Dan Spielman
PHOTO: Deryk McAlpin

Dan Spielman on playing Macduff

Dan Spielman focuses solely on the text in his approach to Shakespeare.

Ahead of the Macbeth season, Dan Spielman focuses solely on the text.

What is Macbeth about?

We’ve talked a lot about thresholds and how we’re presented with circumstances or a choice. The psychological component of the play opens up, and in relation to Macbeth particularly, we see someone struggling with the threshold between where things stand now, and where they might stand after a given action. That’s true of many characters in the play. There’s a state of the world that worsens, or an event which changes the outlook of any given person, and they have to make a choice. It’s sort of by a thousand cuts that these things happen, that’s how it’s human rather than only supernatural. There are these examinations of how, broken down, you can see how someone might make these choices to further themselves and find themselves on a slippery slope.

Equivocation is something that is very present in the language, introduced by the witches and the supernatural, it’s an examination of what state you need to be unsure, ethically or morally – which way to go. Macduff doesn’t equivocate, he’s impulsive. He also has these thresholds that he’s forced through into deeper and deeper places. In the structure of the play, he has to kind of meet the immensity of Macbeth’s collapse with another kind of immensity – he’s got to go through a series of things to get there – but he doesn’t equivocate, he just impulsively acts. The idea of equivocation, of ambivalence, of grey area, of choices being difficult to make, is very present.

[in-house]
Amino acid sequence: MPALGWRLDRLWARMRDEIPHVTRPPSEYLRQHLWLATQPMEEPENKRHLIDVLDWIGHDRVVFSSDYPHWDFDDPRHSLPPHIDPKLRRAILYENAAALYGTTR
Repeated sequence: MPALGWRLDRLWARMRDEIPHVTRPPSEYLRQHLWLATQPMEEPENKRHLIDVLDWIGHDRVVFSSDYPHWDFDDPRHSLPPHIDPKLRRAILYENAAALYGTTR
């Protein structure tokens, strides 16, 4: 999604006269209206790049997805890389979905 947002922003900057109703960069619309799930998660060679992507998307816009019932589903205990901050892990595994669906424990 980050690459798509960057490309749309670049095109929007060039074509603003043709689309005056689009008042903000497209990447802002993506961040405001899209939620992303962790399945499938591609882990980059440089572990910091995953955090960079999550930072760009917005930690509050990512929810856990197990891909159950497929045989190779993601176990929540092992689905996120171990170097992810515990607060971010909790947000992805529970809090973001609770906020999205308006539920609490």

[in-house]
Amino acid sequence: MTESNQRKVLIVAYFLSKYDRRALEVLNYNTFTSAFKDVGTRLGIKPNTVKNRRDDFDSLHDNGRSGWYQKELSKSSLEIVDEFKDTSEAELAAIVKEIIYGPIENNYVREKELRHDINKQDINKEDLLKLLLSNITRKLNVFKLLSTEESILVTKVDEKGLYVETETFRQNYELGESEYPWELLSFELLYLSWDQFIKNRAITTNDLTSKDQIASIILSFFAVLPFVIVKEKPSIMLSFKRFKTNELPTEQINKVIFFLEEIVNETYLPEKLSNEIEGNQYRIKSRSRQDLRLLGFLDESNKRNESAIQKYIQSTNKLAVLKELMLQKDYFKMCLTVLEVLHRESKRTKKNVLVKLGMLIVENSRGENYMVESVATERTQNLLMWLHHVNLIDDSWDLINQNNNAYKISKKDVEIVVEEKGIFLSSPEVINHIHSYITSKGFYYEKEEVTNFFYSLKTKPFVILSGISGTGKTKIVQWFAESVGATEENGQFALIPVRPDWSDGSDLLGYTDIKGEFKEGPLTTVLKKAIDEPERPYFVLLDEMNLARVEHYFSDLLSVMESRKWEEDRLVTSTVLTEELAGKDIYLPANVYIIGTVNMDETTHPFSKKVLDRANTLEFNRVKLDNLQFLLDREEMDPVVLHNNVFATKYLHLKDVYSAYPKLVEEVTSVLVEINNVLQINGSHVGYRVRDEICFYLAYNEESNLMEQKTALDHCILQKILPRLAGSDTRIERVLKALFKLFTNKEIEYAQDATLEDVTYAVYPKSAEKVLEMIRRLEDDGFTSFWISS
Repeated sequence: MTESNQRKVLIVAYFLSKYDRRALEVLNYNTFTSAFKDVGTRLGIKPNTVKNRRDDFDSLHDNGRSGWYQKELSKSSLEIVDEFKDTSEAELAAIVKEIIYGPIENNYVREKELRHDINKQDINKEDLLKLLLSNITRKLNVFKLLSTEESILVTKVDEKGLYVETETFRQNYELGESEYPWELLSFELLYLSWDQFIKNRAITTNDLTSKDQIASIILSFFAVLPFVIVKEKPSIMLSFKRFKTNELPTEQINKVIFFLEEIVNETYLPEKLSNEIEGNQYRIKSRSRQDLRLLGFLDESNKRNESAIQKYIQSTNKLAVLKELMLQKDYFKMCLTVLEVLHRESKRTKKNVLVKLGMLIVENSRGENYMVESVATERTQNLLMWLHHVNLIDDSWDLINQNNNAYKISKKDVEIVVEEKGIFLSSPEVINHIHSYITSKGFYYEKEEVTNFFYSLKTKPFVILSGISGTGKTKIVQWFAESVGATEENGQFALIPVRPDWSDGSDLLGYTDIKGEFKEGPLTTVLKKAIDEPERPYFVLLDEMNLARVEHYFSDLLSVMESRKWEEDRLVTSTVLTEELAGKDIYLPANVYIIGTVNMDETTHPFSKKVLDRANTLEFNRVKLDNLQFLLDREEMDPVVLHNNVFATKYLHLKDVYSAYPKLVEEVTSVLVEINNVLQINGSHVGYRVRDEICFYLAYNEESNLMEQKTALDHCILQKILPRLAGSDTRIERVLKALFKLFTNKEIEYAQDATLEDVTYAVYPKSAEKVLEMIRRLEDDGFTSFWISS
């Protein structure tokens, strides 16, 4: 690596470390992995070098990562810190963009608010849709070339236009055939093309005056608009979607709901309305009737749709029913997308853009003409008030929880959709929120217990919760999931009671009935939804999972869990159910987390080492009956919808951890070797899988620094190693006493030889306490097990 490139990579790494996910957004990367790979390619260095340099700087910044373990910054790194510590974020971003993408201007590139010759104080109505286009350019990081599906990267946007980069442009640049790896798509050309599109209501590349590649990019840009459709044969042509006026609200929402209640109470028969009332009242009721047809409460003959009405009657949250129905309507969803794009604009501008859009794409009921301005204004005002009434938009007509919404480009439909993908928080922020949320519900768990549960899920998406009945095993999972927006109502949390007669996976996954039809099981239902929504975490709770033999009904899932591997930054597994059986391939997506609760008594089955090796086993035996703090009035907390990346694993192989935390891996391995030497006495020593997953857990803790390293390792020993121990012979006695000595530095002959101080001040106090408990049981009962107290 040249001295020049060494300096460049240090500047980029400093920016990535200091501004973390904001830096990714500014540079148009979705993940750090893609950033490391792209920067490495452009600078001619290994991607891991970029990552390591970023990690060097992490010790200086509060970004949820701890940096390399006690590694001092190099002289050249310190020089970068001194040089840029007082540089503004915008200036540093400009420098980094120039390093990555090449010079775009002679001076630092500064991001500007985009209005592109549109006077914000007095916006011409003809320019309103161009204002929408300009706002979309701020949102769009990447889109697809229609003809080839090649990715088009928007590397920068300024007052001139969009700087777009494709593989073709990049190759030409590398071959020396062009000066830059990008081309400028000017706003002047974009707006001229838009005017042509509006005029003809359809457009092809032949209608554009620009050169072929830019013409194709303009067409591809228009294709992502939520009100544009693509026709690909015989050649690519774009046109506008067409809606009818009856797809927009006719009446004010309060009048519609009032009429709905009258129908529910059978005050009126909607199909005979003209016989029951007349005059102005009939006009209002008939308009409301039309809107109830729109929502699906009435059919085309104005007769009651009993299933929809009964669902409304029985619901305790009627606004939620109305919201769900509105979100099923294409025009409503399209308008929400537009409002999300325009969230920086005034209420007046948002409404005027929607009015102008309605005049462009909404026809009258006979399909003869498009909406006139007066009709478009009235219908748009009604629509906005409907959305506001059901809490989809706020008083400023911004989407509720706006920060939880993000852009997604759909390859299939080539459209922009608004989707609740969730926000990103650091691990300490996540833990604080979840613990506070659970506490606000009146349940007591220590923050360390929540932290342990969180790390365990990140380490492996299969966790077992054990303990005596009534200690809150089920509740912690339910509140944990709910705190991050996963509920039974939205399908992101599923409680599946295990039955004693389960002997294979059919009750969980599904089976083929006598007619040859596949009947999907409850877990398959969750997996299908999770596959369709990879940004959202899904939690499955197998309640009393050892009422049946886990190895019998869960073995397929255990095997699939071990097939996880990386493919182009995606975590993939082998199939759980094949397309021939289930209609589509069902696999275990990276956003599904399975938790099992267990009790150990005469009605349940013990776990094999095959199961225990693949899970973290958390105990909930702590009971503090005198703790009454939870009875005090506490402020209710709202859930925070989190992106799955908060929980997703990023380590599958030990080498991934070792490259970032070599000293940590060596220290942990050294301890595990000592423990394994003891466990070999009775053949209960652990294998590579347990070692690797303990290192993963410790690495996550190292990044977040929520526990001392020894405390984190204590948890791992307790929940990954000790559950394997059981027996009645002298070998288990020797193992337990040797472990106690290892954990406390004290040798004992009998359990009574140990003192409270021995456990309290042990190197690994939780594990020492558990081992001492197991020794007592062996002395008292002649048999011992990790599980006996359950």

How do you embody your characters?

I don’t tend to take a Stanislavski/backstory approach. Particularly with Shakespeare, I think the first thing is the language – the first thing, and probably the last thing really, is to clear things out of the way of the language. In this case, as in most work, to find the simplicity, is actually really hard to do, because lots of things get in the way. There’s lots of provocations that texts like this make, which makes you want to do this or that, but I’ve found that even in the first two and a half weeks if you approach trying to unlock the text from the point of view from some idea of a character, it inhibits the path through the text, and I don’t think for the purposes of the argument that there are really characters in Shakespeare, like there isn’t subtext, there’s only text. I don’t mean to be flippant, there are magical areas to what we do, there are choices that we make, we are people, so we use ourselves to flesh all this out, but a lot of that is secret and doesn’t really bare a lot of formalisation. I don’t really approach it from the point of view of ‘what’s his backstory?’

What was your first experience with Shakespeare?

We studied Shakespeare at school in English, so I was exposed to it in an academic context. I was a lover of language, but it wasn’t until we started putting them on stage that I had a completely different experience of the language – it really inspired my connection to the language. The first production we did at school was Hamlet, and that was when I fell in love with the text, with the writing.

Macbeth plays at Southbank Theatre from 5 June. Book now.

Published on 4 June 2017

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